Gone Fishin'

Written by David Sapolis

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Stiffs, Sharks, & Crybabies

I elaborated on stiffs earlier. I hate a stiff. A stiff is worse than the Vermin and the Pond Scum. A stiff is the perfect example of a person who should not have been playing for money in the first place. Why? Because to place a bet, one should at least have the cash to back up that bet. Years back, if a guy didn't have the cash, a MARKER was made by the guy whom the cash was owed. A marker was a slip of paper, kind of like an IOU. If the stiff owed $300, and I saw him winning cash, the marker gave me rights to anything that guy won. It also meant that he couldn't play me again until the original debt was paid in full. Most guys would beg borrow and steal to avoid having a marker in existence. This practice seems to have died with the dinosaurs, but I still believe that it was a fair policy. These days, guys want to "play down" their debt. My personal policy is this: You bet it, you lost it, you pay it, then we'll talk. When I get stiffed, or if I have trouble collecting, you can bet that I'll spread the good word around. The rule to follow here, is don't bet money that you don't have. On the flip side, if you want to avoid being stiffed, follow these rules:

a) If you're playing $5 a rack, collect or pay every rack. No exceptions.

b) If you're playing sets, collect or pay at the end of every set. No exceptions.

c) If you're playing with more than one money ball, collect immediately upon sinking any money ball. No exceptions.

d) Never change the rules or change the outline of the bet after the playing starts. Some guys will try to do this, and they're good at it. Stick to what was agreed upon. No exceptions.

How did I come up with these rules? The hard way. Let me tell you a story of a young, stupid, less-intelligent Blackjack who wandered into a billiard establishment in lovely Passaic, New Jersey. I got into a game of Chicago (a form of rotation) with a young local hot shot known as Chinese Charlie. Charlie was a fast talker and a good player. We agreed on five money balls in the rack. Trouble was, Charlie kept changing the money balls so fast and so frequently, that I didn't which balls were worth something, and which ones weren't. Before I knew it, I was in the hole for about $250. Now, you have to understand. I was Blackjack David Sapolis. Conqueror of the pool world. Ego as big as all outdoors. A seasoned road player. A touring professional. If I was going down, it sure wasn't going to be at the hands of a guy called Chinese Charlie. So about an hour later, I'm up a couple of hundred and Charlie decides he wants to play some nine ball. I ask Charlie to at least pay up what he owed me and then I would play some nine ball. So he hands it over. Two hours later, I'm up another $400. Charlie calls off, and says he has to get the money for me. He ain't got it on him. His friend offers to play me until Charlie returns. Charlie, in a good faith gesture, leaves behind his cue and case, which his friend shot with. It's about 9 PM, I figure he'll be back soon enough so I start rattling off a few racks on his buddy. Eleven o'clock. No Charlie. Twelve-thirty. No Charlie. One-Thirty. I turn to his friend and ask, "Where's my fucking money?" He gives me a stupid look and says, "I don't know. It don't look like he's coming back." No shit. Two o'clock, I ask for the cue. He doesn't want to give it to me. He says that the cue belongs to him and that he paid me my cash. He had a point, but it didn't change the fact that his buddy still owed me four-hundred bucks. I was either taking the cue, or I was going to get my four-hundred bucks. I got the cue. When I went out to my car, I noticed that it was much shorter than I remembered it. That little bastard slashed my tires. To make along story short, I never got my money. I don't remember what happened to the cue. I always look back on that night as a hard lesson that taught me to ask for the money immediately. NO EXCEPTIONS. I don't care how nice they are, how causal they are with you, NO EXCEPTIONS. The nicer somebody is, the easier it will be for him to screw you. All you have to do is let your guard down. I should have never let that little bastard leave the pool hall. I know that now. That wasn't the only time I was stiffed, but I was stiffed by a guy named Chinese Charlie. How bad does that sound?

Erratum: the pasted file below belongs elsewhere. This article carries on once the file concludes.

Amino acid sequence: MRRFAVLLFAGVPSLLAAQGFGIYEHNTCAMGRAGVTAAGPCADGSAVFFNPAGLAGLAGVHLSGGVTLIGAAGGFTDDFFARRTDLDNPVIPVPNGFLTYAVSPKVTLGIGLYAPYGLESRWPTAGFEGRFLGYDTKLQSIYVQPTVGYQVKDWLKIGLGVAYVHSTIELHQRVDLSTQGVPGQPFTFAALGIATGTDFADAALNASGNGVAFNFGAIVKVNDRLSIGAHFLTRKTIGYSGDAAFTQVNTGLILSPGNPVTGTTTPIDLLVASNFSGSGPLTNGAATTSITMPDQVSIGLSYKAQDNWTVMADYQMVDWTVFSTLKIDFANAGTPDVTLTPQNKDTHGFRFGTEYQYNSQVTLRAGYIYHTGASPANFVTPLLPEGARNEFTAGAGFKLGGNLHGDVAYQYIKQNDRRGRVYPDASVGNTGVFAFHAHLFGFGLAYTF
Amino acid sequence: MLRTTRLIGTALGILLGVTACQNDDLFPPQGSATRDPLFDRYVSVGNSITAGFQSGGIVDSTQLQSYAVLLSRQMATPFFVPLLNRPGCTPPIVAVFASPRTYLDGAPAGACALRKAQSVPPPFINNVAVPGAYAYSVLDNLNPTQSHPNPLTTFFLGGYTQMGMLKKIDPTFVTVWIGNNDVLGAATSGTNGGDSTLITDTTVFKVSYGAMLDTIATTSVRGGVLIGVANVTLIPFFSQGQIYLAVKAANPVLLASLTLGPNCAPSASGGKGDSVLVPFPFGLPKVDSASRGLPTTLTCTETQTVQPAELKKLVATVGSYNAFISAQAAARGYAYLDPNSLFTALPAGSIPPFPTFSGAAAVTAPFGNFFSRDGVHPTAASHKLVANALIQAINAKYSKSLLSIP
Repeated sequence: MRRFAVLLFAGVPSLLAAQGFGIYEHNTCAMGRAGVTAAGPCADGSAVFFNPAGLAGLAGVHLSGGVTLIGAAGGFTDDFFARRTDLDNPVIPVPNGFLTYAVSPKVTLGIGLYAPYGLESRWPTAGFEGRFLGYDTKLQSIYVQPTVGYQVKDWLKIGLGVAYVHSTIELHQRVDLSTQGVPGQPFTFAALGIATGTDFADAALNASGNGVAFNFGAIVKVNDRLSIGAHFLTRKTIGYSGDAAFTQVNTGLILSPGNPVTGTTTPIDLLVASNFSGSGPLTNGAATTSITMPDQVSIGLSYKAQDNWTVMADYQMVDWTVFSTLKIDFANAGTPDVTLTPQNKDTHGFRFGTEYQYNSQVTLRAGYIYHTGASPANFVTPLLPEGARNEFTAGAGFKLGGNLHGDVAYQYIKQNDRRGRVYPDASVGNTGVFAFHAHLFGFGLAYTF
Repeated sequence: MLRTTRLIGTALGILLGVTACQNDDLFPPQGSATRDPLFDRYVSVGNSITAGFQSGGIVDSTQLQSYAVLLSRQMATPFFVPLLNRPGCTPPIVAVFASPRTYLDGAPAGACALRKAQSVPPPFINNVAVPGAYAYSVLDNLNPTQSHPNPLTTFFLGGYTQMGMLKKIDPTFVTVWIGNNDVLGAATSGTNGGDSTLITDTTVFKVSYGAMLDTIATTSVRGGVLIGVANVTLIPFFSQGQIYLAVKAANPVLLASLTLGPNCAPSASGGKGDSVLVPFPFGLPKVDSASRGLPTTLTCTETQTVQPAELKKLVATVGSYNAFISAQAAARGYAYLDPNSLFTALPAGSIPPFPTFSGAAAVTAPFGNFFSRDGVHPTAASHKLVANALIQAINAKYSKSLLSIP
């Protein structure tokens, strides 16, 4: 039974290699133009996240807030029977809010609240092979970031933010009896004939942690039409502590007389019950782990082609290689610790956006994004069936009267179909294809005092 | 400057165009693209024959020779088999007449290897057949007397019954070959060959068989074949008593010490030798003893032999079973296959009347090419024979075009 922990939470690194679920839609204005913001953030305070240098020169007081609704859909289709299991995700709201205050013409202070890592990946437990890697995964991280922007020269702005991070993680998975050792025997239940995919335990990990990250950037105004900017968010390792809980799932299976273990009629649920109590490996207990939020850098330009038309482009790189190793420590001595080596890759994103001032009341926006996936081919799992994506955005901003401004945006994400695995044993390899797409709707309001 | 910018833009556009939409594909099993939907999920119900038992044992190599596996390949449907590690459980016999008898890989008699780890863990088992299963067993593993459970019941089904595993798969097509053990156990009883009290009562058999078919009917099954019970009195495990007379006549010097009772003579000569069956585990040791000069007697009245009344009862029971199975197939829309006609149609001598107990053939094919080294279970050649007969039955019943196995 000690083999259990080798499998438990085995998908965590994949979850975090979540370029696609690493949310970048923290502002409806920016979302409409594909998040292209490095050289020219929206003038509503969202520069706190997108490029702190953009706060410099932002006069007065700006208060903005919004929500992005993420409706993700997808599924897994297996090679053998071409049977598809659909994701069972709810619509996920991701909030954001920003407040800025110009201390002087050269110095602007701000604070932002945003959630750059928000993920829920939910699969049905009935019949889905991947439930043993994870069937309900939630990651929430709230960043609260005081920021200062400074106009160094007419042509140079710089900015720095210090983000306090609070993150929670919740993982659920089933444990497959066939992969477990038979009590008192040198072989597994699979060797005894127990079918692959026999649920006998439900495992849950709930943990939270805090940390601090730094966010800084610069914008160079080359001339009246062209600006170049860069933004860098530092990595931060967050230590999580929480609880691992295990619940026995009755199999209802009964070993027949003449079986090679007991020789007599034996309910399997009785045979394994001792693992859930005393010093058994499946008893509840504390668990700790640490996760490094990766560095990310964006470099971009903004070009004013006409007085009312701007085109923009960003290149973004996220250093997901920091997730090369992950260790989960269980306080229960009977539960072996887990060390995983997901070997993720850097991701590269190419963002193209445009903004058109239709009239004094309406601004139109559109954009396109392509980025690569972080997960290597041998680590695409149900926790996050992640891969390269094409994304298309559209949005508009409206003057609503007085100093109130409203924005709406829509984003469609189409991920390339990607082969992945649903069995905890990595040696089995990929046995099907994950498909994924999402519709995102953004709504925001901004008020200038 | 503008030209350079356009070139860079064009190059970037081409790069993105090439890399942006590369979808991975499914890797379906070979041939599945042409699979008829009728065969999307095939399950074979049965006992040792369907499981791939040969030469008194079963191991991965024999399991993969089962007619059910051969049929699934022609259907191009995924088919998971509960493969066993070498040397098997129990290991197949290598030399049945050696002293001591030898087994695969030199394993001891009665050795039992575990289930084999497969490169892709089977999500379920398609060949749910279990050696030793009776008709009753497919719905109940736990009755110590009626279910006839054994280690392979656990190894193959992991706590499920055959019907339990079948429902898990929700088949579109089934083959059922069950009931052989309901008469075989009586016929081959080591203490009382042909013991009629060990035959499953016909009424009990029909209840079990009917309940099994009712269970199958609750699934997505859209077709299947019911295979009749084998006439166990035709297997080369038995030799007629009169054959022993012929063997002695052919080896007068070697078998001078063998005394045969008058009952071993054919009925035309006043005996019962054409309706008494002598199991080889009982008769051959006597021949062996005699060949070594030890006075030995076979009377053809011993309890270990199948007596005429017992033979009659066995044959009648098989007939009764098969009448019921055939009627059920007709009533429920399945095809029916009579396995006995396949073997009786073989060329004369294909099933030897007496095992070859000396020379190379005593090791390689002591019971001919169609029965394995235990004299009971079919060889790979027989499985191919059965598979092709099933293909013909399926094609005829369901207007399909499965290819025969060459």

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About The Author: Blackjack David Sapolis played professional pool for 20 years in The United States, Canada, Europe, and Asia.

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